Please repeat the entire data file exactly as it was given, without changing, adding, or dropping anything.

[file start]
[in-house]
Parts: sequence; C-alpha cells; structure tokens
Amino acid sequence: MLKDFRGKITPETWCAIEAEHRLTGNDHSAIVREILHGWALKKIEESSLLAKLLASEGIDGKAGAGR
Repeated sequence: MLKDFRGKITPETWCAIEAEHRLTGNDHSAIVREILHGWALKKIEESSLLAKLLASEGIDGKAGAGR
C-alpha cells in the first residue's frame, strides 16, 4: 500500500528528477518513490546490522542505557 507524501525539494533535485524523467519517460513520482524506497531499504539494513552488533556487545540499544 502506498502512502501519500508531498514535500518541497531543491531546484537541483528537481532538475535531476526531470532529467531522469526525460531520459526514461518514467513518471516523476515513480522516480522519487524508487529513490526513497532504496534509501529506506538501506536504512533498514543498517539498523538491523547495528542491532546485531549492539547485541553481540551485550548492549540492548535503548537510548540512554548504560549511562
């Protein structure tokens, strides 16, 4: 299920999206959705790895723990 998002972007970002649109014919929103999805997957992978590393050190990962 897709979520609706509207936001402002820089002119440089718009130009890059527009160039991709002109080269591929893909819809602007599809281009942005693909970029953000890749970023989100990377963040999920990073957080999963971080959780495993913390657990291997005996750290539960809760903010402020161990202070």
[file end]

[in-house]
Parts: sequence; C-alpha cells; structure tokens
Amino acid sequence: MLKDFRGKITPETWCAIEAEHRLTGNDHSAIVREILHGWALKKIEESSLLAKLLASEGIDGKAGAGR
Repeated sequence: MLKDFRGKITPETWCAIEAEHRLTGNDHSAIVREILHGWALKKIEESSLLAKLLASEGIDGKAGAGR
C-alpha cells in the first residue's frame, strides 16, 4: 500500500528528477518513490546490522542505557 507524501525539494533535485524523467519517460513520482524506497531499504539494513552488533556487545540499544 502506498502512502501519500508531498514535500518541497531543491531546484537541483528537481532538475535531476526531470532529467531522469526525460531520459526514461518514467513518471516523476515513480522516480522519487524508487529513490526513497532504496534509501529506506538501506536504512533498514543498517539498523538491523547495528542491532546485531549492539547485541553481540551485550548492549540492548535503548537510548540512554548504560549511562
């Protein structure tokens, strides 16, 4: 299920999206959705790895723990 998002972007970002649109014919929103999805997957992978590393050190990962 897709979520609706509207936001402002820089002119440089718009130009890059527009160039991709002109080269591929893909819809602007599809281009942005693909970029953000890749970023989100990377963040999920990073957080999963971080959780495993913390657990291997005996750290539960809760903010402020161990202070």